One-Year Pandemic Anniversary

March 14, 2021 was Remembrance Day in New York City to honor those we lost to the coronavirus pandemic.

Do this for America is what I urge followers: get the COVID vaccine like I’m doing soon. The only way to eradicate the coronavirus is to use science to improve recovery outcomes.

Isn’t that what any recovery is based on: science and kindness.

Continue to wear your mask. Even when you’re inoculated. We’re not out of the thick of the forest yet.

Stay 6 feet apart. Wash your hands often for 20 seconds each time.

With the unseasonable mild weather here I remember that one year ago everyone was sheltering indoors. No one was going outside yet. Now that we can go outdoors I find it a struggle to breathe the air under the mask.

It’s easy to take things for granted every day. I recommend writing 5 things you’re grateful for in a grateful journal every other day. You can write too 5 things that make you happy.

Today I’m grateful more than ever for the air I breathe.

In here in future blog entries I would like to feature other Guest Bloggers living in recovery.

I was also interviewed for psycom.net so wait for a link to the interview coming up in April.

Our best chance of ending the pandemic is remaining vigilant. Get the vaccine as soon as you’re eligible.

I firmly believe we have better things to look forward to.

Together we can recover our mental health. We can recover from the pandemic in due season.

Reentering the Workforce After a Breakdown

Ashley Smith blogger extraordinaire is featured today as my Guest Blogger talking about:

Reentering the Workforce After a Breakdown.

In her own words she’ll talk about her experience plus give tactics that could help peers.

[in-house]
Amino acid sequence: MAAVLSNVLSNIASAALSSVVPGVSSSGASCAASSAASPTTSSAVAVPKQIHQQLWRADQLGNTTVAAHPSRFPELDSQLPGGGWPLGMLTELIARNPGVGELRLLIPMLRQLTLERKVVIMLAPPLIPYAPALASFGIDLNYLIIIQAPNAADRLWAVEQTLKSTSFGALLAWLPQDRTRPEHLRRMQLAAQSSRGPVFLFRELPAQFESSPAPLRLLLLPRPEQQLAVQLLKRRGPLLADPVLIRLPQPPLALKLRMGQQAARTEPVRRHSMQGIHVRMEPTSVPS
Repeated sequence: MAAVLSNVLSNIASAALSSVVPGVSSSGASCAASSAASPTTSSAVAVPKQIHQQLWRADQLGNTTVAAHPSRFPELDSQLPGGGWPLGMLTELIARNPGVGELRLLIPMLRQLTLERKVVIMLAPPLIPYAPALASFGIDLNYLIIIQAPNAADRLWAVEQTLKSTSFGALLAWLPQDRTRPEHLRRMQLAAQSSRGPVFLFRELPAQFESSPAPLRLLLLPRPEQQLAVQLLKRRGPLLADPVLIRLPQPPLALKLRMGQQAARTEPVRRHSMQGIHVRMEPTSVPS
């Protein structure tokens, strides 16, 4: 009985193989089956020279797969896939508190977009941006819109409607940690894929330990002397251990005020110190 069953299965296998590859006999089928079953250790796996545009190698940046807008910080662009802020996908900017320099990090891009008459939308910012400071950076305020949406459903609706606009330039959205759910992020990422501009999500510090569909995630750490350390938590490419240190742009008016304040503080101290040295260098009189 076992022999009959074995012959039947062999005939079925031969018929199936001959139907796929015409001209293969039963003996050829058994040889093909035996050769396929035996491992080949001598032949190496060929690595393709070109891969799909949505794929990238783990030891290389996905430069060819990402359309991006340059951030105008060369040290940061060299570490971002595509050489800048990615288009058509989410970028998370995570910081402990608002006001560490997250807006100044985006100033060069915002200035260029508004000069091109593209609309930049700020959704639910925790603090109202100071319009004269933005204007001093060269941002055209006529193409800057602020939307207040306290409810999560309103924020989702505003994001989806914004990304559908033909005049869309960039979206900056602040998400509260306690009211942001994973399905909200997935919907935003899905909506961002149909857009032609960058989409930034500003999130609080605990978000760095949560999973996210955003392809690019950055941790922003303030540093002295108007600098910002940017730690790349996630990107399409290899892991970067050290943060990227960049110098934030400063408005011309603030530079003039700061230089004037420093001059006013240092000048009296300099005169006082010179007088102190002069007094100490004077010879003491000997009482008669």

How to Reenter the Workforce After a Breakdown:

I worked many jobs prior to my first breakdown at age 20. I started working when I was 14 years old. I struggled to maintain jobs, but didn’t understand why. I didn’t know I had a diagnosis. My last breakdown occurred in 2018. There were a series of stressful events that led to my meltdown.

After the hospitalization I participated in weekly therapy sessions and developed an extensive health plan. I worked hard to build myself up to return to work. I carried out a range of steps to restore wellness. I managed a daily routine which consisted of walking around my neighborhood for 15 to 45 minutes, journaling, listening to entrepreneur empowerment talks on YouTube, and reciting affirmations along with my prayers. I kept all doctor and therapy appointments and continued to take my medication.

I developed a variety of projects such as my book, Coping Takes Work. I also took on small jobs as a freelance writer and blogger. When I built up my confidence I steadily applied for jobs. I utilized my network and let associates know that I was looking for work. A great resource that I utilized for my job search was reading Christina Bruni’s book, Working Assets. The book is filled with important tips and strategies on how to re-enter the workforce while living with a diagnosis.

It took several months to get back into the workforce due to my health concerns, COVID-19, and job availability. I didn’t take the first job that was offered to me, because I weighed my pros and cons. I was mindful of my family needs and the demands of the position. When I accepted my job I made a commitment to focus on stress management techniques to maintain wellness in order to work.